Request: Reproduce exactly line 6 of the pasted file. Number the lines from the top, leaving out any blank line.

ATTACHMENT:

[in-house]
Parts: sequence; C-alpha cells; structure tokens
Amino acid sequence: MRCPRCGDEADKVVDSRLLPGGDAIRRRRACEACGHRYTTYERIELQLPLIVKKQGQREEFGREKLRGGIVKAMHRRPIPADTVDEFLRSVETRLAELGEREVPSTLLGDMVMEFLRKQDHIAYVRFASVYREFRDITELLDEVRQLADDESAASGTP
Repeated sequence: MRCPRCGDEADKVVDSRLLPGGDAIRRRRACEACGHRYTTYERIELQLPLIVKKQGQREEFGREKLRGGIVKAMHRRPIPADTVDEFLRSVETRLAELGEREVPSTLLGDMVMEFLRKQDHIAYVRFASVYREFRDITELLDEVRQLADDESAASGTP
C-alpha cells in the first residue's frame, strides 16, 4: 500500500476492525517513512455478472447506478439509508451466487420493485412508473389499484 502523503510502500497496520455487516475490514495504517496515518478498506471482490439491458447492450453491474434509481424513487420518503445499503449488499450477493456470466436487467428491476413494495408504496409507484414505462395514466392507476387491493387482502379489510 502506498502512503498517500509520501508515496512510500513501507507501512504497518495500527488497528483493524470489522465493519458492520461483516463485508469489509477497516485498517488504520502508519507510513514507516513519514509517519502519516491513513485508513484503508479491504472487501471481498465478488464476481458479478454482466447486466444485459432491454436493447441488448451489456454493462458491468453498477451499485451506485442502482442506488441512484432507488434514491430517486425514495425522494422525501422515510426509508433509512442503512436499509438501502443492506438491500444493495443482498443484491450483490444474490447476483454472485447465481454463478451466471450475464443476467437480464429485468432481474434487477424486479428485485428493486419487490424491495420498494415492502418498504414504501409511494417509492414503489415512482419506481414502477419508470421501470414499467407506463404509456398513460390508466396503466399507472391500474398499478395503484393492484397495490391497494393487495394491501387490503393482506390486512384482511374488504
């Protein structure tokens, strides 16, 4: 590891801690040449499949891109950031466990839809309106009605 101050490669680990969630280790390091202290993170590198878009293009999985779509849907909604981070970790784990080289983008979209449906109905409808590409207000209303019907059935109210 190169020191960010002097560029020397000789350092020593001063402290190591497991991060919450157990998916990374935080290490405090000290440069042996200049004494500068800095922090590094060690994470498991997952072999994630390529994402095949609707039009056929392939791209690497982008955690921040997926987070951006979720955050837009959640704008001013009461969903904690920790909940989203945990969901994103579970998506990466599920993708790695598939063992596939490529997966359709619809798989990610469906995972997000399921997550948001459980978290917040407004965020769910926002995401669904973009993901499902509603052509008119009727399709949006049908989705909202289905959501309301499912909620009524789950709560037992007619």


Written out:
């Protein structure tokens, strides 16, 4: 590891801690040449499949891109950031466990839809309106009605 101050490669680990969630280790390091202290993170590198878009293009999985779509849907909604981070970790784990080289983008979209449906109905409808590409207000209303019907059935109210 190169020191960010002097560029020397000789350092020593001063402290190591497991991060919450157990998916990374935080290490405090000290440069042996200049004494500068800095922090590094060690994470498991997952072999994630390529994402095949609707039009056929392939791209690497982008955690921040997926987070951006979720955050837009959640704008001013009461969903904690920790909940989203945990969901994103579970998506990466599920993708790695598939063992596939490529997966359709619809798989990610469906995972997000399921997550948001459980978290917040407004965020769910926002995401669904973009993901499902509603052509008119009727399709949006049908989705909202289905959501309301499912909620009524789950709560037992007619």